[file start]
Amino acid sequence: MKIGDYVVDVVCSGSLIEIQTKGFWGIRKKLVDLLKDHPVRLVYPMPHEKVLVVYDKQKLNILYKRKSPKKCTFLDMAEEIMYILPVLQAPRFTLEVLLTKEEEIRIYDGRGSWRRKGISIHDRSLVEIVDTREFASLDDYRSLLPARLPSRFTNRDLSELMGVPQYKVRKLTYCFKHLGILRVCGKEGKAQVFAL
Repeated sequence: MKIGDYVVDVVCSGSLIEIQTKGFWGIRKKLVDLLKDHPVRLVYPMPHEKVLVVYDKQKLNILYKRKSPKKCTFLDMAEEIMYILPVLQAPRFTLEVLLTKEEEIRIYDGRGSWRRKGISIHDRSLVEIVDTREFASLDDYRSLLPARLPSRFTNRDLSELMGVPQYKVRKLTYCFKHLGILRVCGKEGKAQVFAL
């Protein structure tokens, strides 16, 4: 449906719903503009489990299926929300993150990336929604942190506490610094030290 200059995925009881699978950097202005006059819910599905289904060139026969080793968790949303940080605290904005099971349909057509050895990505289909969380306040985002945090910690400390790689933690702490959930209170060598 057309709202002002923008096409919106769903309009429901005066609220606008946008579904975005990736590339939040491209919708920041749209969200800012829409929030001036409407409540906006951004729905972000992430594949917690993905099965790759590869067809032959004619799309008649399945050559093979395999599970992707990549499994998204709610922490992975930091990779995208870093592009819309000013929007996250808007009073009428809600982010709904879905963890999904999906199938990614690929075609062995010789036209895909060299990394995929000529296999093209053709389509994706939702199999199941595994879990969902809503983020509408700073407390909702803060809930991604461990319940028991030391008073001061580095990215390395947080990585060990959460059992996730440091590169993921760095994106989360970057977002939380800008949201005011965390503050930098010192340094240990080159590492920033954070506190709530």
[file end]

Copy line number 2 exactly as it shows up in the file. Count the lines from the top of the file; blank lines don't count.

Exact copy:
Repeated sequence: MKIGDYVVDVVCSGSLIEIQTKGFWGIRKKLVDLLKDHPVRLVYPMPHEKVLVVYDKQKLNILYKRKSPKKCTFLDMAEEIMYILPVLQAPRFTLEVLLTKEEEIRIYDGRGSWRRKGISIHDRSLVEIVDTREFASLDDYRSLLPARLPSRFTNRDLSELMGVPQYKVRKLTYCFKHLGILRVCGKEGKAQVFAL